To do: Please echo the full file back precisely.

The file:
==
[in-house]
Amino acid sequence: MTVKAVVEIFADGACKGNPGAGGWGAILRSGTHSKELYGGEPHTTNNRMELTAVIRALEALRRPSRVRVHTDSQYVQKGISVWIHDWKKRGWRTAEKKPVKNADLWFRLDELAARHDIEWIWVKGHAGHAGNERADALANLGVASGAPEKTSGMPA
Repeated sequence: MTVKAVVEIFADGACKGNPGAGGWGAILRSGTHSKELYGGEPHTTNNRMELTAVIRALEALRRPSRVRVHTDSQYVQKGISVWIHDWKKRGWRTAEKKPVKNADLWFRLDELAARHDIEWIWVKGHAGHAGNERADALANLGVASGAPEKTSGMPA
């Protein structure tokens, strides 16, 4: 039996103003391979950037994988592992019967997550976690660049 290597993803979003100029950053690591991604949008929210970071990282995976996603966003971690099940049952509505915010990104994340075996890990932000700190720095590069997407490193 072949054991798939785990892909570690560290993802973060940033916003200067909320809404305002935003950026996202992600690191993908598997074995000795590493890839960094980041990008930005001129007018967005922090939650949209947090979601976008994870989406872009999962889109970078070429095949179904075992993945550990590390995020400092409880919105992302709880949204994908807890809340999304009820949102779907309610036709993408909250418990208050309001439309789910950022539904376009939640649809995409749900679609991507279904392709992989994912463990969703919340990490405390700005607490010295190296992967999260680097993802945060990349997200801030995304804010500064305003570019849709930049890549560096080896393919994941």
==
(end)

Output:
[in-house]
Amino acid sequence: MTVKAVVEIFADGACKGNPGAGGWGAILRSGTHSKELYGGEPHTTNNRMELTAVIRALEALRRPSRVRVHTDSQYVQKGISVWIHDWKKRGWRTAEKKPVKNADLWFRLDELAARHDIEWIWVKGHAGHAGNERADALANLGVASGAPEKTSGMPA
Repeated sequence: MTVKAVVEIFADGACKGNPGAGGWGAILRSGTHSKELYGGEPHTTNNRMELTAVIRALEALRRPSRVRVHTDSQYVQKGISVWIHDWKKRGWRTAEKKPVKNADLWFRLDELAARHDIEWIWVKGHAGHAGNERADALANLGVASGAPEKTSGMPA
């Protein structure tokens, strides 16, 4: 039996103003391979950037994988592992019967997550976690660049 290597993803979003100029950053690591991604949008929210970071990282995976996603966003971690099940049952509505915010990104994340075996890990932000700190720095590069997407490193 072949054991798939785990892909570690560290993802973060940033916003200067909320809404305002935003950026996202992600690191993908598997074995000795590493890839960094980041990008930005001129007018967005922090939650949209947090979601976008994870989406872009999962889109970078070429095949179904075992993945550990590390995020400092409880919105992302709880949204994908807890809340999304009820949102779907309610036709993408909250418990208050309001439309789910950022539904376009939640649809995409749900679609991507279904392709992989994912463990969703919340990490405390700005607490010295190296992967999260680097993802945060990349997200801030995304804010500064305003570019849709930049890549560096080896393919994941």